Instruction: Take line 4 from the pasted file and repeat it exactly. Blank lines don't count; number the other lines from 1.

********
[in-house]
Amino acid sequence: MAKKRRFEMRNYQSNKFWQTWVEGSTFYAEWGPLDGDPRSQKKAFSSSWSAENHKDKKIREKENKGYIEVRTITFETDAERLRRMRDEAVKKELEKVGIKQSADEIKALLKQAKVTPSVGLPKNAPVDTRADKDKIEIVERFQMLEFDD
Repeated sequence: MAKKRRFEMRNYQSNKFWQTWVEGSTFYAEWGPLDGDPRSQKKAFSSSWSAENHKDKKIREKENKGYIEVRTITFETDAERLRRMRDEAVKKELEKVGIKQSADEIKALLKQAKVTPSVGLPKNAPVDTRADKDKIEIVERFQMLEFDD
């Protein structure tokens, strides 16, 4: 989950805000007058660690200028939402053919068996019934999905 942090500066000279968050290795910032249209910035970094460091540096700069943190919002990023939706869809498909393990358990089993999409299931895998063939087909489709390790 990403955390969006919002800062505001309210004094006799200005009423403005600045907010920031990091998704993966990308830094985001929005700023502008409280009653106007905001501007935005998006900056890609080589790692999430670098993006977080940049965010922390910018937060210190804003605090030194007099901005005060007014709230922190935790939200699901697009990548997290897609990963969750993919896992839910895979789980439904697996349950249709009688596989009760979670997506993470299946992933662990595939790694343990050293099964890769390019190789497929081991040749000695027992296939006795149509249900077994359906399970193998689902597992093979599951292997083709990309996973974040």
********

């Protein structure tokens, strides 16, 4: 989950805000007058660690200028939402053919068996019934999905 942090500066000279968050290795910032249209910035970094460091540096700069943190919002990023939706869809498909393990358990089993999409299931895998063939087909489709390790 990403955390969006919002800062505001309210004094006799200005009423403005600045907010920031990091998704993966990308830094985001929005700023502008409280009653106007905001501007935005998006900056890609080589790692999430670098993006977080940049965010922390910018937060210190804003605090030194007099901005005060007014709230922190935790939200699901697009990548997290897609990963969750993919896992839910895979789980439904697996349950249709009688596989009760979670997506993470299946992933662990595939790694343990050293099964890769390019190789497929081991040749000695027992296939006795149509249900077994359906399970193998689902597992093979599951292997083709990309996973974040």